Liquorice root


Liquorice root is an important medicinal plant in many parts of the world: liquorice extracts are often used to treat coughs, bronchial catarrhs and inflammatory illnesses of the gastro-intestinal tract.

Liquorice grows in the warm regions of the northern hemisphere and gets its name from its sweet taste. Liquorice root contains saponins (glycirrhizin), flavonoids and essential oils. In horses, liquorice root is used for its expectorant and anti-inflammatory properties, especially in the treatment of respiratory diseases and stomach inflammations.

Order:            Fabales

Family:               Fabaceae

Subfamily:       Faboideae

Genus:             Glycyrrhiza

Origin and occurrence:

Mediterranean regions such as Spain, Southern France, Italy, and Greece, as well as Central and Southern Russia. 

Active substances:

Saponin Glycirrhizin (50 x sweeter than sugar), sterols, and several flavonoids

Primary uses in veterinary medicine:

In horses, largely for treating coughs, gastritis and gastric ulcers.

Primary uses in human medicine:

For loosening mucus and facilitating expectoration in bronchitis, and for treatment of cramps combined with inflamed gastric mucosa.

Liquorice root has long been used as a home remedy and is considered one of the oldest known medicinal plants. It was used by the Assyrians (2nd millennium BCE) and was also mentioned in writings of Pliny the Elder (1st century CE). The name comes from the Ancient Greek word glukurrhiza, which literally translates as “sweet root”. Studies carried out on liquorice root have shown it to have antiviral, antibacterial, and anti-inflammatory properties as well as to provide protection to mucous membranes. Glycirrhizin promotes the healing of stomach ulcers. Liquorice root has secretion-promoting and expectorant effects, underscoring its use in cases of bronchial catarrh. Due to its sweetness, it is also used to enhance or improve the taste of products in the pharmaceutical, food, and luxury food industries. It is also the base material for liquorice confections, which are usually made from thickened liquorice root extract mixed with sugar, flour, starch and/or gelatine.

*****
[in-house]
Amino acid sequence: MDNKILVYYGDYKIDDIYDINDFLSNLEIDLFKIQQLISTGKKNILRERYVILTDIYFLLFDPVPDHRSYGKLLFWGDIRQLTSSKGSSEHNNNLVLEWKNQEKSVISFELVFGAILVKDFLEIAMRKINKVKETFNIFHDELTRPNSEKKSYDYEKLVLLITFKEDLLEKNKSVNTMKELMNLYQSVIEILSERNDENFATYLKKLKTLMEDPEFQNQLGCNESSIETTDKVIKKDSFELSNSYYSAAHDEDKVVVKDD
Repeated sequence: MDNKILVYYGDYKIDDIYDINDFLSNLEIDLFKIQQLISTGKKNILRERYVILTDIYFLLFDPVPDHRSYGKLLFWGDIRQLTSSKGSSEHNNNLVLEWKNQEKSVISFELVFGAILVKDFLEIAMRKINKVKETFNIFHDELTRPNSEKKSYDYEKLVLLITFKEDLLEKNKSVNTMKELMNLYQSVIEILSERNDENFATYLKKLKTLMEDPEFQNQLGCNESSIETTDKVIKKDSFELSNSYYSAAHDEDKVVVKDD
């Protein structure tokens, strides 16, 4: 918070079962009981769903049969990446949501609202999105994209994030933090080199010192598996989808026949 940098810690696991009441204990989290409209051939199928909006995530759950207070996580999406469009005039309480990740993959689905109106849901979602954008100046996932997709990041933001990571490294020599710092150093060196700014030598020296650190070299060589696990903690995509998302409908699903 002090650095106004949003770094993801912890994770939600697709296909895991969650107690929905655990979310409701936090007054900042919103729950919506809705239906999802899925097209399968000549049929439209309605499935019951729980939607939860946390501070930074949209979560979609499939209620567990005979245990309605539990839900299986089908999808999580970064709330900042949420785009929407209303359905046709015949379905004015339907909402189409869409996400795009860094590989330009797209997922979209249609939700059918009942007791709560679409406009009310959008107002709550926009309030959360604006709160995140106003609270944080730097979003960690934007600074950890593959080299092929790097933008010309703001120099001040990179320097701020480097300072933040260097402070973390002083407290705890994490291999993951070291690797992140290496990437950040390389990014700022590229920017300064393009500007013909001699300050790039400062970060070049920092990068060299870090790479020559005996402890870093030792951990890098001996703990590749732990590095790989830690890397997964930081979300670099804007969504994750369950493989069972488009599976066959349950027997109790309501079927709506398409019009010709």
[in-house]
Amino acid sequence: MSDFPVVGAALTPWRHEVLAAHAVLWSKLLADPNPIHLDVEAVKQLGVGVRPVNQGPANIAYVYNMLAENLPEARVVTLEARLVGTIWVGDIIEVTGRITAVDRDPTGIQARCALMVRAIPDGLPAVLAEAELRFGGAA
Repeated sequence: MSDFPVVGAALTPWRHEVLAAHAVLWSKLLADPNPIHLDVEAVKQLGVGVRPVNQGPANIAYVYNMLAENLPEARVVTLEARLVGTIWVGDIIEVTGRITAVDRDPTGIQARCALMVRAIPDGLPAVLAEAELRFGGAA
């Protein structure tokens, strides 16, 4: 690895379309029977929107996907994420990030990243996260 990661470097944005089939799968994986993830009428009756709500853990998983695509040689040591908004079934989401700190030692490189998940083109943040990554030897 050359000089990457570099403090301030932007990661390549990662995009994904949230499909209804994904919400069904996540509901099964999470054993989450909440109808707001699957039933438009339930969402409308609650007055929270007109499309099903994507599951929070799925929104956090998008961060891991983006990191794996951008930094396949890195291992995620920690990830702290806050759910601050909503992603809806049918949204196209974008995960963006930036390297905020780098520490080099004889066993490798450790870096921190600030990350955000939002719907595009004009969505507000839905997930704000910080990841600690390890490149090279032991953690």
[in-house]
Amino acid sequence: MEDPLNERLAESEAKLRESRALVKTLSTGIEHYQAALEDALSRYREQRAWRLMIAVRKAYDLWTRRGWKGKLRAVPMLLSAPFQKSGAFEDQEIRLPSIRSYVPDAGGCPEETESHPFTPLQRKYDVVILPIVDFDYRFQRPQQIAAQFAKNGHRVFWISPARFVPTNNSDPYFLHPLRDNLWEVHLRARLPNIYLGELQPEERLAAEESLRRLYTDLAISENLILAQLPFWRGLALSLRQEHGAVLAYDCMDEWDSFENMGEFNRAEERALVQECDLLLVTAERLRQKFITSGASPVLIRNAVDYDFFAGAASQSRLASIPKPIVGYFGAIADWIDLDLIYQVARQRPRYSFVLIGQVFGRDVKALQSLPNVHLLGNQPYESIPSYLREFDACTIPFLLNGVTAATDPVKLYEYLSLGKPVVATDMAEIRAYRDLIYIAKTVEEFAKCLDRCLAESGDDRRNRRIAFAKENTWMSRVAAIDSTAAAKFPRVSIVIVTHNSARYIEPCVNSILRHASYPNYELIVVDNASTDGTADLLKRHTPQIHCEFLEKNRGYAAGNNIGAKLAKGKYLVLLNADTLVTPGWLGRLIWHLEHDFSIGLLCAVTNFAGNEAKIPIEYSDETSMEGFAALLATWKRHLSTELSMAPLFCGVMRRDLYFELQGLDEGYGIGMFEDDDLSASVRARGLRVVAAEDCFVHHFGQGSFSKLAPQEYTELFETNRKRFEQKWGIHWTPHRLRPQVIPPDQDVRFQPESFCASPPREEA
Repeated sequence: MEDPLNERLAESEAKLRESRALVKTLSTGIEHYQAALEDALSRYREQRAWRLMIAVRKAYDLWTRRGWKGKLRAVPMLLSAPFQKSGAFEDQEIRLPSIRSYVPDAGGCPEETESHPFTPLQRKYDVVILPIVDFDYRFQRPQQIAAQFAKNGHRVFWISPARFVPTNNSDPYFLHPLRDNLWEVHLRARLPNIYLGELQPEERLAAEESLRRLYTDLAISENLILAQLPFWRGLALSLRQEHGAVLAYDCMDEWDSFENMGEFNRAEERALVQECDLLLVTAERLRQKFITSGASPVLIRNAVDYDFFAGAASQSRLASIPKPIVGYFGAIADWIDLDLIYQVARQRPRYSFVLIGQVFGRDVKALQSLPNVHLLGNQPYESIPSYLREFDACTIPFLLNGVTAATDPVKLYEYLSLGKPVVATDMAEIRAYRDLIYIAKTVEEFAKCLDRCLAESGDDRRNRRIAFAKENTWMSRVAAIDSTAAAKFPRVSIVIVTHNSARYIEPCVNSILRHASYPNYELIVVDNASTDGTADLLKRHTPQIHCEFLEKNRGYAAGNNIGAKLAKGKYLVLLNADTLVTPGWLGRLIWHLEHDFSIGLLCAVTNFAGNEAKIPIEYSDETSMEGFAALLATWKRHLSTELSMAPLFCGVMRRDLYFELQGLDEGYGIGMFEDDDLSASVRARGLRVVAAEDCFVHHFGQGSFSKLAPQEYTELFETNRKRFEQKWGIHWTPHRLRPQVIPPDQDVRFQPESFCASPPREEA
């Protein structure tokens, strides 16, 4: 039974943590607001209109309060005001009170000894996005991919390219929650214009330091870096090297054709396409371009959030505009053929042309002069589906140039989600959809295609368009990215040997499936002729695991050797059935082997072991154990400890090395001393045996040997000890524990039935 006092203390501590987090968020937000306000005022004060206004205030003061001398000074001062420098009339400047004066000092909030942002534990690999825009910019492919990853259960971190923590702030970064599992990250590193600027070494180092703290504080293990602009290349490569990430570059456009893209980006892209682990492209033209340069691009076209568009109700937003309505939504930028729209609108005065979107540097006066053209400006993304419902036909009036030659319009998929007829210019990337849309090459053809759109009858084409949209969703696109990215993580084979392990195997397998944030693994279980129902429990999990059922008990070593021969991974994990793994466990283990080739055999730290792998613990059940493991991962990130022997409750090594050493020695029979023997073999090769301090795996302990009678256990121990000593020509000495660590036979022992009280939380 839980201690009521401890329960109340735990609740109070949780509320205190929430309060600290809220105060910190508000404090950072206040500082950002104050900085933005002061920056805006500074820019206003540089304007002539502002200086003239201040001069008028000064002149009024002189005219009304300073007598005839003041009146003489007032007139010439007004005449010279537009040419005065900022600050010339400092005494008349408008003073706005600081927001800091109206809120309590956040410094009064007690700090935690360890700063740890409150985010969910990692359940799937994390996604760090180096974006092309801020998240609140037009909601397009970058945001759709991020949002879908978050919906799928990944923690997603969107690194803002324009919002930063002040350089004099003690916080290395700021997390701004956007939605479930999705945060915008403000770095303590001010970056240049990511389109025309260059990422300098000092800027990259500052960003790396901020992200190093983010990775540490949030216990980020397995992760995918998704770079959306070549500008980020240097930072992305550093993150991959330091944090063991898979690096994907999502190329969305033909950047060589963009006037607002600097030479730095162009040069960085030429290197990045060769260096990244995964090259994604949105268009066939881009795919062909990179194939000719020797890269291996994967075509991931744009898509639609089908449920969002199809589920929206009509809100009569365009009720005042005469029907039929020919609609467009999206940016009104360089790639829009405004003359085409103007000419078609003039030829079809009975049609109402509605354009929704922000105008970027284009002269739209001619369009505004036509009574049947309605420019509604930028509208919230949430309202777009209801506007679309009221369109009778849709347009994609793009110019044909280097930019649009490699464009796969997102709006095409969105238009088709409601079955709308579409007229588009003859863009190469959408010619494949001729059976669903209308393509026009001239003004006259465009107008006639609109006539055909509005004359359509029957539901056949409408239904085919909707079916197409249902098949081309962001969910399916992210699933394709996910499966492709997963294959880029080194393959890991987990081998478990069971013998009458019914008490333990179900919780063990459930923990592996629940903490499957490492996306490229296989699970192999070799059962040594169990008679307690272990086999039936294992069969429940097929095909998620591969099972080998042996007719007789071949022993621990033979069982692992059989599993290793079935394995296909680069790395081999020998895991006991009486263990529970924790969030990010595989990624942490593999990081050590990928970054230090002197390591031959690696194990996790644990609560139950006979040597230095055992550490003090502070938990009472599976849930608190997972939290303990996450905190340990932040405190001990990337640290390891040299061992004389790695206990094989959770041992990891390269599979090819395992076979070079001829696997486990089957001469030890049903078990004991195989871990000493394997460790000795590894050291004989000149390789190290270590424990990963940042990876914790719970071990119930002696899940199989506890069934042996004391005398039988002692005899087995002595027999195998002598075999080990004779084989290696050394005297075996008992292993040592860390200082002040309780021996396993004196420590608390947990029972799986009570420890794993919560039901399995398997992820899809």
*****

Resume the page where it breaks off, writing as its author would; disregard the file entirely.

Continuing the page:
Alternative names: Licorice (North American spelling).

Important: Do not feed to pregnant or lactating animals. Use caution in cases of chronic inflamed liver.

Author: Bianca Becker-Slovacek


Blaschek, W. (2016). Wichtl - Teedrogen und Phytopharmaka. Stuttgart: Wissenschaftliche Verlagsgesellschaft.
Pahlow, M. (2013). Das große Buch der Heilpflanzen. Hamburg: Nikol Verlag.
Reichling, J., Gachnian-Mirtscheva, R., Frater-Schröder, M., Di Carlo, A., & Widmaier, W. (2008). Heilpflanzenkunde für die Veterinärpraxis. Berlin-Heidelberg: Springer Medizin Verlag.


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